Saturday, April 26, 2014

Spring Break in New York City

lobby wall
Whew!  It's a long drive to New York from Milwaukee.  We did the trip home in one straight shot, too, so between that and spending the first few days back desperately trying to catch up on the workload at the store I'm only barely feeling recovered, but I think I'm finally ready to get some of this down on my blog.  Brace yourselves for a long post of too many photos and a whole lot of everything while I still remember any of it.

The kids and I hit the road very early on a Saturday and drove as far as Ohio.  (Ian had classes to teach and flew out to meet us in New York later.)  There we stayed with my wonderful aunt and uncle and got to see my cousin's new house where we had a big family dinner.  Seen here is the cuteness that is Quinn playing on the piano with his cousin Kate:

We love visiting Ohio and hate that we don't get to do it more often.  Our family there is so loving and welcoming and we have equally generous and kind friends whom we're hoping to see sometime this summer.  It was too short a visit since it was really just an overnight stop to give me, the lone driver, a break, but it was great.  When I went to tuck Aden into bed and hugged her, she hung onto me as I tried to stand up and said, "We have to come stay here again."  I promised her we'd find a way.

The drive from Wisconsin to Ohio was dominated by getting through Indiana, which takes forever and is incredibly dull.  Usually there is at least the excitement of seeing lots of windmills a couple of hours in, but this time they were all still, which was a little eerie but mostly boring.

The drive from Ohio to New York was dominated by Pennsylvania.  It takes forever to cross Pennsylvania, but it's beautiful, so that helps.  My kids like to do a countdown as we come to state borders, and they couldn't believe how long we had to drive through Pennsylvania before we hit New Jersey.  (Wait until we eventually do a drive out West!  They have no idea how big some states really are.)

We arrived in New York City in time for dinner.  Kids were thrilled to be reunited with their cousin and to get to meet her new puppy, Pepper.  Pepper is adorable.  Teeth like needles and in a "must nip and chew on everything" mode, but adorable nonetheless.  Pepper needed frequent walks and frequent naps.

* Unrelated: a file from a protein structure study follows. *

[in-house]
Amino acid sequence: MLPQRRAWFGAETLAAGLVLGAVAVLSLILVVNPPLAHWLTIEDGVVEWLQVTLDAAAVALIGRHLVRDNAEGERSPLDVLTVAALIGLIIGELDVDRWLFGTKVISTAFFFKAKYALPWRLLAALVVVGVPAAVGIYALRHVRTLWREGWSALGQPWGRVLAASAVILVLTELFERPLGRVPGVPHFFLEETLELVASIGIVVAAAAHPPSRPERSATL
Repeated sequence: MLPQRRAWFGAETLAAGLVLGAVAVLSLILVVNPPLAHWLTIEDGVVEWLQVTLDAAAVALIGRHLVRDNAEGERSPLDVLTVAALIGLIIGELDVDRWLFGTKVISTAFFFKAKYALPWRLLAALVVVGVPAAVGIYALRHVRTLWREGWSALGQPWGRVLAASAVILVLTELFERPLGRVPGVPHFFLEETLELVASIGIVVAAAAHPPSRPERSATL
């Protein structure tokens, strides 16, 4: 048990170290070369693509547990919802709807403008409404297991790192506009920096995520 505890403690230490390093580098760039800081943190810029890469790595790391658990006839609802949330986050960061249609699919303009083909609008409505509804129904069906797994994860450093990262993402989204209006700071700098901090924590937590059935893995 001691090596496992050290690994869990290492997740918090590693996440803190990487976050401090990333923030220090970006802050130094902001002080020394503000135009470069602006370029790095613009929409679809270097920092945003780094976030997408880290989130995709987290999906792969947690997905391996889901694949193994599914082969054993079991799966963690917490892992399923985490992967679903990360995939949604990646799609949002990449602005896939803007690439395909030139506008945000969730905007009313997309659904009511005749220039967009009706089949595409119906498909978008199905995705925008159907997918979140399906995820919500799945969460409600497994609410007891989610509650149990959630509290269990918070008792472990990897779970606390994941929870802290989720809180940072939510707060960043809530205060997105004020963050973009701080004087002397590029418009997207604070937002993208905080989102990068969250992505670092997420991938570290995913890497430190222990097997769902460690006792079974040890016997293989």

Saturday, April 12, 2014

About the Yelling....

I know many really good parents.  All of them confess to yelling at their kids at some point.  All of them regret it to some degree.  It feels out of control and inappropriate.  Yelling at your kids makes you feel ashamed.  We want to be better than that.  Since we know we don't want to be that and we do it anyway we feel like we've failed every time it happens.  Arguably there are moments that's true.

I yelled a lot more back when Ian was deployed and I was doing everything alone and under great stress.  I wrote about it on Babble when I was blogging there, and got a lot of interesting feedback, mostly from other moms who were relieved to know they weren't alone. 

However, my kids are now 12, 10, and 7, and I want to share something I've learned about the yelling:  Your kids train you to do it.  Most of the time we do it because it works and that's that.  We don't yell because we are out of control, we yell because it's efficient.

How do I know?  Because yelling only works with one of my children.

Wednesday, April 9, 2014

Funeral for a Fish

Mona's pet fish, Rainbow, died this week.

The fish was not looking good for a while, and there were many tears in anticipation of his death.  Mona had a lot of time to contemplate life without her beloved fish.  Now that the worst has happened she seems to be doing okay.

Mona and Rainbow, 2011
Mona got her fish for her 8th birthday.  She has been an excellent fish owner.  We never had to remind her to feed Rainbow and she was good about cleaning out his bowl.  She made him a stocking that she hung up by the fireplace every Christmas.  (He usually got a small bottle of water.)

Mona put his bowl on her favorite plate.  She always provided colorful items nearby so Rainbow would have pretty things to look at.

Friday, April 4, 2014

Filling in Gaps